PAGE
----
More: Amanda Gorman ‘humbled and honored’ to debut at No. 1 on USA TODAY’s bestseller list, a poetry first

Best debut

“The Spanish Love Deception,” by Elena Armas

According to Goodreads: “Spanish author Armas brings several new twists to a classic rom-com setup with this debut novel, which has already won a devoted following in the Goodreads community. Catalina Martin is taking her new American boyfriend to her sister’s wedding in a small Spanish town. Aaron Blackford is tall, handsome, and supremely aggravating. Alas, he’s not actually Catalina’s boyfriend. This is Armas’ first GCA win, naturally.”

"Firekeeper's Daughter," by Angeline Boulley

“Firekeeper’s Daughter,” by Angeline Boulley

Best young adult fiction

“Firekeeper’s Daughter,” by Angeline Boulley

According to Goodreads: “Winner of this year’s award for Young Adult Fiction, Firekeeper’s Daughter introduces a compelling new heroine to the YA scene. As a biracial and unenrolled tribal member, 18-year-old Daunis Fontaine feels like an outsider both on and off the local Ojibwe reservation. But she soon finds a higher purpose when she witnesses a terrible murder—and decides to go undercover with her own investigation.”

More: Barnes & Noble announces inaugural Children’s and YA Book Awards winners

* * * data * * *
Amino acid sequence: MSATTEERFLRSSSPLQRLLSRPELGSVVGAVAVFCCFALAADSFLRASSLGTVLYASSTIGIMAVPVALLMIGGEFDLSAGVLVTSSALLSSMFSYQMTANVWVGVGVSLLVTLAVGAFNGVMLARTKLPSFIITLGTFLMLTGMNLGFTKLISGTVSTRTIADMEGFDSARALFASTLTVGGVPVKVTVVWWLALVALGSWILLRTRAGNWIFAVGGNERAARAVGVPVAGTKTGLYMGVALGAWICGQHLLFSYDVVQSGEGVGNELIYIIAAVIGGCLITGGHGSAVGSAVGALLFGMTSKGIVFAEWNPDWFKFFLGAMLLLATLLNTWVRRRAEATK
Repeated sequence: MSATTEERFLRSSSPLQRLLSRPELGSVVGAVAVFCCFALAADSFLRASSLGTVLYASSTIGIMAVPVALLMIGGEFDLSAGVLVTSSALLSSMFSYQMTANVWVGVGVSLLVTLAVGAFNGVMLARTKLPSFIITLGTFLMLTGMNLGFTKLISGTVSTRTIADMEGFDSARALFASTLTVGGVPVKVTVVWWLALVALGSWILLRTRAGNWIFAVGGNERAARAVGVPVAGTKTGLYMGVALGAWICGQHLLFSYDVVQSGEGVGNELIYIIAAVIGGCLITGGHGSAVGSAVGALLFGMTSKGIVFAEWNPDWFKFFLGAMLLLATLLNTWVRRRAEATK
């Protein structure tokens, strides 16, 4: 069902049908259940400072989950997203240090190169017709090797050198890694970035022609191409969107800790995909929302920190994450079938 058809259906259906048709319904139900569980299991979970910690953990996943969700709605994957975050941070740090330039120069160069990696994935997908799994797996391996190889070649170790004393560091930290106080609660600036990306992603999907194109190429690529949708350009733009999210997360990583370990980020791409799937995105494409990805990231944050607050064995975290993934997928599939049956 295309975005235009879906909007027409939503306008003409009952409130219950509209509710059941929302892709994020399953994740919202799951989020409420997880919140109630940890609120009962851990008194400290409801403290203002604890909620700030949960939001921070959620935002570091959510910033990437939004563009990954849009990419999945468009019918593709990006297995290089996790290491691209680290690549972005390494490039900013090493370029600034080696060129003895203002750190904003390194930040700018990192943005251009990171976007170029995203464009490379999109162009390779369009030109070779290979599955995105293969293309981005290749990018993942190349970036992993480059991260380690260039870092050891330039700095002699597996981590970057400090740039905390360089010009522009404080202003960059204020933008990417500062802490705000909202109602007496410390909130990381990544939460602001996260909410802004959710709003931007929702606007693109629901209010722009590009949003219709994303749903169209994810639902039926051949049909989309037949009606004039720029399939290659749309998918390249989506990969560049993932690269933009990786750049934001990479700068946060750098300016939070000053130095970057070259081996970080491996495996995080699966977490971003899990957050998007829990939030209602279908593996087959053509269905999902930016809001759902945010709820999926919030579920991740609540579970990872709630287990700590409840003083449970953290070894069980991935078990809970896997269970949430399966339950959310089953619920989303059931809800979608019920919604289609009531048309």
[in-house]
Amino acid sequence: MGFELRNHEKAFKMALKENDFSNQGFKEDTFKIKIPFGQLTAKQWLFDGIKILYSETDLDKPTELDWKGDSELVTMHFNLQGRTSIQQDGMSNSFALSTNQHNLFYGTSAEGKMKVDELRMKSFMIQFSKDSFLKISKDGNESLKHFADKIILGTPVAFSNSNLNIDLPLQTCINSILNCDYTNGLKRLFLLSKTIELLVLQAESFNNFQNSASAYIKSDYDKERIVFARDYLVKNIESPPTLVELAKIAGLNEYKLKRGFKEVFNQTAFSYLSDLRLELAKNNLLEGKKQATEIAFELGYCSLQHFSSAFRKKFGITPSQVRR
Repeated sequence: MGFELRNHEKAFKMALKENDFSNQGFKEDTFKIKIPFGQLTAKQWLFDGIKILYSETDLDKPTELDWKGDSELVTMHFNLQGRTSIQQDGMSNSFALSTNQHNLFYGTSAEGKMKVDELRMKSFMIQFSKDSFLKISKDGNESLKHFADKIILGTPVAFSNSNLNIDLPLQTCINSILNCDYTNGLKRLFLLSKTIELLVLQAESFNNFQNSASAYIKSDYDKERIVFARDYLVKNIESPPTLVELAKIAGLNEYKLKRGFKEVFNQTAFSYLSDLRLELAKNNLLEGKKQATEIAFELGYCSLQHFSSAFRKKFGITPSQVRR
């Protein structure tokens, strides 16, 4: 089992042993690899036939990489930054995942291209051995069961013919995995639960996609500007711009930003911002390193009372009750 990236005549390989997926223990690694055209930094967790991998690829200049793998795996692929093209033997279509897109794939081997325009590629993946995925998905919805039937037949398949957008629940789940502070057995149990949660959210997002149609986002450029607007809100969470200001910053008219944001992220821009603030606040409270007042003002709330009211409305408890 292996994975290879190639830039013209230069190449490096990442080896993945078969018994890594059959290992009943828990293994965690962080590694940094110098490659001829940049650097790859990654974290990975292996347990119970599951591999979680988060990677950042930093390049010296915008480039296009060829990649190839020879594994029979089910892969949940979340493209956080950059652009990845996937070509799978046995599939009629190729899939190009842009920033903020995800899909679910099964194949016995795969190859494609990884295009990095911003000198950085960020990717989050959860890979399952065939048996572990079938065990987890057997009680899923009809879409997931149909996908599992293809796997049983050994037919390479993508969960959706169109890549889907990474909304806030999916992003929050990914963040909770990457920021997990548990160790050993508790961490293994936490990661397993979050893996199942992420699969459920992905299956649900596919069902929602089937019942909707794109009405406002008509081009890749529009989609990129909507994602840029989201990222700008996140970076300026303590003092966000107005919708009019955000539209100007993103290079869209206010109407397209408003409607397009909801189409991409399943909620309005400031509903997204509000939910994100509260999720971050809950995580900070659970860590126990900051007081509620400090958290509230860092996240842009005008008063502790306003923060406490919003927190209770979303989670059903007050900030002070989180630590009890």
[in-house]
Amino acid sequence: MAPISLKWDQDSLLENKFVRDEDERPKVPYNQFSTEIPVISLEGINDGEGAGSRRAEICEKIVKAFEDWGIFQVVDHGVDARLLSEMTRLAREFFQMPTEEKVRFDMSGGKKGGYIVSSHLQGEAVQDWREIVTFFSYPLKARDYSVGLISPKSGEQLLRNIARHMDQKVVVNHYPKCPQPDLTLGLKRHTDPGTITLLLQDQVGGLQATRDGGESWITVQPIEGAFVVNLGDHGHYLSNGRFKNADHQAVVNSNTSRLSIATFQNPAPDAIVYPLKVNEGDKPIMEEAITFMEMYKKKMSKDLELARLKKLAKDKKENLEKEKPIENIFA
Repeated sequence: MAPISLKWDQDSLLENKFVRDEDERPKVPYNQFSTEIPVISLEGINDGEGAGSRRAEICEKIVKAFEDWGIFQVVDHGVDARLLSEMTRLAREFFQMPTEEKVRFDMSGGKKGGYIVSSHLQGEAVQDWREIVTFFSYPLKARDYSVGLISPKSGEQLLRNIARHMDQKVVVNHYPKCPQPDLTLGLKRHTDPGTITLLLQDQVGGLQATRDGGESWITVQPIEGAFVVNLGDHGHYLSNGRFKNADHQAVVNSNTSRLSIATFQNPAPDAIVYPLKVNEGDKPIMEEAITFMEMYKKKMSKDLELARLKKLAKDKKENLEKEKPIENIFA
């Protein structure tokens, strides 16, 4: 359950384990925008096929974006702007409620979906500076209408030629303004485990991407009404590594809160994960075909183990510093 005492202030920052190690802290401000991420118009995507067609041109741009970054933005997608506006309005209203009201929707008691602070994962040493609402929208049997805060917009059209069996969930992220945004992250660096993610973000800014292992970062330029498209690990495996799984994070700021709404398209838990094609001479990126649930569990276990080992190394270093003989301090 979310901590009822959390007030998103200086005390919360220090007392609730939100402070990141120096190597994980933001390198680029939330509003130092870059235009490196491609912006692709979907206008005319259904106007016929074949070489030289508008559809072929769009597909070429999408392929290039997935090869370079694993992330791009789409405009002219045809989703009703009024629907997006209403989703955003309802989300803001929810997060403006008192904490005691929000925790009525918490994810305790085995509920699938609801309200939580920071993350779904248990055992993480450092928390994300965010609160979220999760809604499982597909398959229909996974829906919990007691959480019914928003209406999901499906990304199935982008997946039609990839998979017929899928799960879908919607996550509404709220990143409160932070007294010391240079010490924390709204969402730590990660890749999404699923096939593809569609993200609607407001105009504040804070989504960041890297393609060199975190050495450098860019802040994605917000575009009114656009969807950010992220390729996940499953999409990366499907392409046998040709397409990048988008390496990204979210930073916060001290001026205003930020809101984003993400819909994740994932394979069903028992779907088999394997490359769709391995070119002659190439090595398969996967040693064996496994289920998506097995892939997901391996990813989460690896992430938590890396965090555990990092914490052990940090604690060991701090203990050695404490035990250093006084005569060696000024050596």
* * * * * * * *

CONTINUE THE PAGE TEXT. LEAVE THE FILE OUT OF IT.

Best young adult fantasy & science fiction

“Rule of Wolves (King of Scars, #2),” by Leigh Bardugo

According to Goodreads: “Perennial contender Bardugo earns her second GCA win with ‘Rule of Wolves,’ the concluding book in her ‘King of Scars’ duology, set in the innovative and sprawling Grishaverse. Bardugo’s nuanced stories and elaborate world-building continue to break new ground in YA fantasy, and she’s expanding the empire, too: Netflix’s ‘Shadow and Bone’ series is likely the first of many TV and film adaptations.”

Best middle grade & children’s

“Daughter of the Deep,” by Rick Riordan

According to Goodreads: “Riordan continues his historical GCA winning streak with ‘Daughter of the Deep,’ the story of budding underwater explorer Ana Dakkar and a school field trip gone seriously awry. Bonus trivia: This is Riordan’s 11th consecutive victory in this category. Bonus trivia: ‘Daughter of the Deep’ is a tribute to Jules Verne’s 19th-century classic ‘Twenty Thousand Leagues Under the Sea.'”

This article originally appeared on USA TODAY: Amanda Gorman, Sally Rooney named 2021 Goodreads Choice Awards winners